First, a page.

Spar still taking pain from botched SAP project

Spar Group said on Wednesday that system-related business disruption experienced in KwaZulu-Natal as a result of the botched SAP project has had an extensive effect on its profitability over the past 12 months, without disclosing the most recent quantum of the impact.

Spar Southern Africa’s total wholesale sales growth of 5.6% was impacted by a weaker-than-expected grocery business performance, the group said in a trading update for the 20 weeks to 16 February 2024 – although its trading performance was “resilient”, with turnover increasing by 9.3%.

It said although the system is functioning as designed, the business’s ability to predict demand and manage availability is not yet optimal.

The suboptimal use of the system is still impacting margin and exaggerating costs for this region, it added.

The group performed a “thorough reassessment” of the SAP project over the past six months that involved stabilising the KZN implementation; reassessing the warehouse management system and whether it is fit for purpose; and reviewing how the system can continue to be rolled out at a significantly reduced risk level.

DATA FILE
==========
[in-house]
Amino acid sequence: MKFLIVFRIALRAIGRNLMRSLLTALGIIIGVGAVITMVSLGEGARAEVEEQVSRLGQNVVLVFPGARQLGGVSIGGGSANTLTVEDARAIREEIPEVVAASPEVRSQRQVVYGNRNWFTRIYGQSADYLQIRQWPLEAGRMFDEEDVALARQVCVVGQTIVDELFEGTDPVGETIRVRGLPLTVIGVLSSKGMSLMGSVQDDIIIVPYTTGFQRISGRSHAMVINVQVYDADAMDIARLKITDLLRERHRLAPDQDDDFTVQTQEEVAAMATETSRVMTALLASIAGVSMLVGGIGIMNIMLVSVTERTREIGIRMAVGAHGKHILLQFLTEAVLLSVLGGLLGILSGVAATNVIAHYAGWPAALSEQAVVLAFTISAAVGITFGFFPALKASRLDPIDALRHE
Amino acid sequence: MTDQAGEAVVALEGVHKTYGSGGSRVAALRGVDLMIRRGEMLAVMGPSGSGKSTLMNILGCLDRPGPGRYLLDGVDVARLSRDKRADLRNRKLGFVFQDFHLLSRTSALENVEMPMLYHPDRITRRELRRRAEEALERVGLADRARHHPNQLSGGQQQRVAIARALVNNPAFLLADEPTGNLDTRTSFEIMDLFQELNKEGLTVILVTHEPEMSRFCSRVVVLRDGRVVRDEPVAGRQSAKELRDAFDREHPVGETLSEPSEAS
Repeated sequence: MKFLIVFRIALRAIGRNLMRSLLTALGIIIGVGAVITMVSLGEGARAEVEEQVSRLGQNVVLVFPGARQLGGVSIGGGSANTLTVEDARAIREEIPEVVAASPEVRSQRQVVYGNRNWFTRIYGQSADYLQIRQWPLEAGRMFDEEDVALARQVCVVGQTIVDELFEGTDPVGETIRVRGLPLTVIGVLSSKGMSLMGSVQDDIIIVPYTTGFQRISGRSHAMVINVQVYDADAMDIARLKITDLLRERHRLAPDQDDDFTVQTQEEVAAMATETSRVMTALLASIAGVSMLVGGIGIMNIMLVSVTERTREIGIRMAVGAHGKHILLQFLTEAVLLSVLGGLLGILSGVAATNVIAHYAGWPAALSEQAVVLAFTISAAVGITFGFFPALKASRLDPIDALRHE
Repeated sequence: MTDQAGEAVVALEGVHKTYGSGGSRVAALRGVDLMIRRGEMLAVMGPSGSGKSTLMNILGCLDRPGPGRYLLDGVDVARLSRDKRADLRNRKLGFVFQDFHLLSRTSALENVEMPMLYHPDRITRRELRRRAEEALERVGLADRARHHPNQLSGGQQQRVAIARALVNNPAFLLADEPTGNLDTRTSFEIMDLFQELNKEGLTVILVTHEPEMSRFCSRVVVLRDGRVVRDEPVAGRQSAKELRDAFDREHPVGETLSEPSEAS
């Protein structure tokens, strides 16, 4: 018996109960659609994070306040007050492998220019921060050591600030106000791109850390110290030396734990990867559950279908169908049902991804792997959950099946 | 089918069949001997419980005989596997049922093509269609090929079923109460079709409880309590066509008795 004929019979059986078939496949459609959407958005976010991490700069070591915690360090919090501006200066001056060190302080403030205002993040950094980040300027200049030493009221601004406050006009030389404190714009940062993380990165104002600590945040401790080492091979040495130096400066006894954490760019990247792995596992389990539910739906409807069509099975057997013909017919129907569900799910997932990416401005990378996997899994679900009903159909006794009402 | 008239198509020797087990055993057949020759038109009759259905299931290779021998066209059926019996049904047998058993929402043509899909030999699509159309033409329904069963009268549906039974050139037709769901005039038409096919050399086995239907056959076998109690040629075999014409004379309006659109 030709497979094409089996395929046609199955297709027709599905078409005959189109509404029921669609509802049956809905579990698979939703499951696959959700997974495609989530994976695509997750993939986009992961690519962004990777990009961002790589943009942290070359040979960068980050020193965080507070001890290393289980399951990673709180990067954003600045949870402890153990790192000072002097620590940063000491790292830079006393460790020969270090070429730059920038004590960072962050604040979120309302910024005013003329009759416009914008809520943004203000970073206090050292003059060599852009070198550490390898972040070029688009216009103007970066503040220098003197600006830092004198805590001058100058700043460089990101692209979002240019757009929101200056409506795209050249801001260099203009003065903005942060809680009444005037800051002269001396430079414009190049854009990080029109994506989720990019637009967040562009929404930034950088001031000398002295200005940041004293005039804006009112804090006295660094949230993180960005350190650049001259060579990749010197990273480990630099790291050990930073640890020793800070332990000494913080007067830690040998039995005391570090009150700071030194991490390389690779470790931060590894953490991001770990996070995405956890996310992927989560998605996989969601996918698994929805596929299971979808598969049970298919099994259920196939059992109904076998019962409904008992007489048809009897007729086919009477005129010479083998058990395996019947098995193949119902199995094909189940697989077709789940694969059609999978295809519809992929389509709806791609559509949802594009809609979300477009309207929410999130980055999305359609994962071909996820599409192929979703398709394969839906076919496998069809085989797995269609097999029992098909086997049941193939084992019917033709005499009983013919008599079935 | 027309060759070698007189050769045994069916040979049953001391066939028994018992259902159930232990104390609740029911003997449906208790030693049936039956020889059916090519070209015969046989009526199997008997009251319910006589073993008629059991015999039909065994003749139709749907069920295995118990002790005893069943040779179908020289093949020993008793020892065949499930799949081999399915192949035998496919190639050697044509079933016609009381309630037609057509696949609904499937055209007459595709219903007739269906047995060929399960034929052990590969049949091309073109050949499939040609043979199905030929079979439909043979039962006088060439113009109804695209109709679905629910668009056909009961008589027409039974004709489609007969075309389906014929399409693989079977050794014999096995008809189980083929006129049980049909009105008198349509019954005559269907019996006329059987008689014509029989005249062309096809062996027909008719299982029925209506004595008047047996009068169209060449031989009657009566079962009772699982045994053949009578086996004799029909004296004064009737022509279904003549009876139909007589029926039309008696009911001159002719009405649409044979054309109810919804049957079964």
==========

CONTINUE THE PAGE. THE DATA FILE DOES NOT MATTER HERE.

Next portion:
“This will include separating the ERP from the warehouse system and implementing them independently.”

Spar said in September that SAP – the German-headquartered enterprise software giant – had “remained a supportive partner throughout the project”.

The botched IT project, which went live in October 2022 at its KZN distribution centre, severely affected full-year profits for the period to end-September 2023 for the Pinetown-based retailer. SAP-related losses totalled R1.8-billion in that period.

Profit impact

“Profit after tax for the 2023 financial year was R0.4-billion, a substantial decrease of 80% on the previous year,” Spar said in its annual report. “This result was severely impacted by the unsuccessful SAP implementation at the KZN distribution centre.”

Its KZN logistics hub was incapacitated, forcing the retailer to use distribution centres further afield to plug the gap. According to group CEO Angelo Swartz, the Eastern Cape, North Rand and South Rand distribution centres were used to keep KZN stores supplied.

Read: Spar on why its big SAP project went pear-shaped

The complicated logistics led to a 12.8% increase in fuel and distribution costs that compounded the impact that issues affecting the entire retail sector had on Spar in particular: ongoing food price inflation along with higher interest rates, fuel and energy costs.  — (c) 2024 NewsCentral Media

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